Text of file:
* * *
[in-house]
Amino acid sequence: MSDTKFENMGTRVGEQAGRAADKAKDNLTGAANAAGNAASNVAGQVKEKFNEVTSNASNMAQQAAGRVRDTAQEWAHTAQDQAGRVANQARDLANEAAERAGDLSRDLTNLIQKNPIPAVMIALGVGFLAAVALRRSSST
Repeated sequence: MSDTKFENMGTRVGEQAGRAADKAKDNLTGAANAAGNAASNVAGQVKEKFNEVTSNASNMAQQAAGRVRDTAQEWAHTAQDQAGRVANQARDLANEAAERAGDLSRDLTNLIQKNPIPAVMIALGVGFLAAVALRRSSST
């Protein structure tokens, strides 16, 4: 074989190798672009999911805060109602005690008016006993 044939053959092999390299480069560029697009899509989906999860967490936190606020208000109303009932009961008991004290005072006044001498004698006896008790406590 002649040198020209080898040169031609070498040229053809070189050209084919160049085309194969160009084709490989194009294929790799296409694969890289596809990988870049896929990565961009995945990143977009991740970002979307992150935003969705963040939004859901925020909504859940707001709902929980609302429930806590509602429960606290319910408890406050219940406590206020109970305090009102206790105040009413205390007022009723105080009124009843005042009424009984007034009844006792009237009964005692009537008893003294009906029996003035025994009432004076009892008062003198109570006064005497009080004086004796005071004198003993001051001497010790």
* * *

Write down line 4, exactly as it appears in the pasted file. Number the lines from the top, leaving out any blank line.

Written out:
């Protein structure tokens, strides 16, 4: 074989190798672009999911805060109602005690008016006993 044939053959092999390299480069560029697009899509989906999860967490936190606020208000109303009932009961008991004290005072006044001498004698006896008790406590 002649040198020209080898040169031609070498040229053809070189050209084919160049085309194969160009084709490989194009294929790799296409694969890289596809990988870049896929990565961009995945990143977009991740970002979307992150935003969705963040939004859901925020909504859940707001709902929980609302429930806590509602429960606290319910408890406050219940406590206020109970305090009102206790105040009413205390007022009723105080009124009843005042009424009984007034009844006792009237009964005692009537008893003294009906029996003035025994009432004076009892008062003198109570006064005497009080004086004796005071004198003993001051001497010790």